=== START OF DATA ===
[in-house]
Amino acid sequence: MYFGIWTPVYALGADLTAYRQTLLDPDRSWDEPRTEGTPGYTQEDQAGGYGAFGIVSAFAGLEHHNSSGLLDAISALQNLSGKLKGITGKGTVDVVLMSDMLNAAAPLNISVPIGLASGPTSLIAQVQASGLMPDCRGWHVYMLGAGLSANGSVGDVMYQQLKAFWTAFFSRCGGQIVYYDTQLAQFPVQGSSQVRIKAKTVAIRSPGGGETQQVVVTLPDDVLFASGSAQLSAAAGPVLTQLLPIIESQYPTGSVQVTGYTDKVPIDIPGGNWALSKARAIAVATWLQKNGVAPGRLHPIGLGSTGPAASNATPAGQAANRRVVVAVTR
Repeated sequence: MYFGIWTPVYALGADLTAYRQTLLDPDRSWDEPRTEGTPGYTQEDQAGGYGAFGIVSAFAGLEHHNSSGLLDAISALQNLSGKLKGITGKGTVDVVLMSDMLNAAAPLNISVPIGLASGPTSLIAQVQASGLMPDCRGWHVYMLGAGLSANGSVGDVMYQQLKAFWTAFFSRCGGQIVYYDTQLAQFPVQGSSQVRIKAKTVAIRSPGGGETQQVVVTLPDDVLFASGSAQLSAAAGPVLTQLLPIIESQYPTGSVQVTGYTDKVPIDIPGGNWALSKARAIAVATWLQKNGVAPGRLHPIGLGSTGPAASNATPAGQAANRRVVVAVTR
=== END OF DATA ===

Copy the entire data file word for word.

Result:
[in-house]
Amino acid sequence: MYFGIWTPVYALGADLTAYRQTLLDPDRSWDEPRTEGTPGYTQEDQAGGYGAFGIVSAFAGLEHHNSSGLLDAISALQNLSGKLKGITGKGTVDVVLMSDMLNAAAPLNISVPIGLASGPTSLIAQVQASGLMPDCRGWHVYMLGAGLSANGSVGDVMYQQLKAFWTAFFSRCGGQIVYYDTQLAQFPVQGSSQVRIKAKTVAIRSPGGGETQQVVVTLPDDVLFASGSAQLSAAAGPVLTQLLPIIESQYPTGSVQVTGYTDKVPIDIPGGNWALSKARAIAVATWLQKNGVAPGRLHPIGLGSTGPAASNATPAGQAANRRVVVAVTR
Repeated sequence: MYFGIWTPVYALGADLTAYRQTLLDPDRSWDEPRTEGTPGYTQEDQAGGYGAFGIVSAFAGLEHHNSSGLLDAISALQNLSGKLKGITGKGTVDVVLMSDMLNAAAPLNISVPIGLASGPTSLIAQVQASGLMPDCRGWHVYMLGAGLSANGSVGDVMYQQLKAFWTAFFSRCGGQIVYYDTQLAQFPVQGSSQVRIKAKTVAIRSPGGGETQQVVVTLPDDVLFASGSAQLSAAAGPVLTQLLPIIESQYPTGSVQVTGYTDKVPIDIPGGNWALSKARAIAVATWLQKNGVAPGRLHPIGLGSTGPAASNATPAGQAANRRVVVAVTR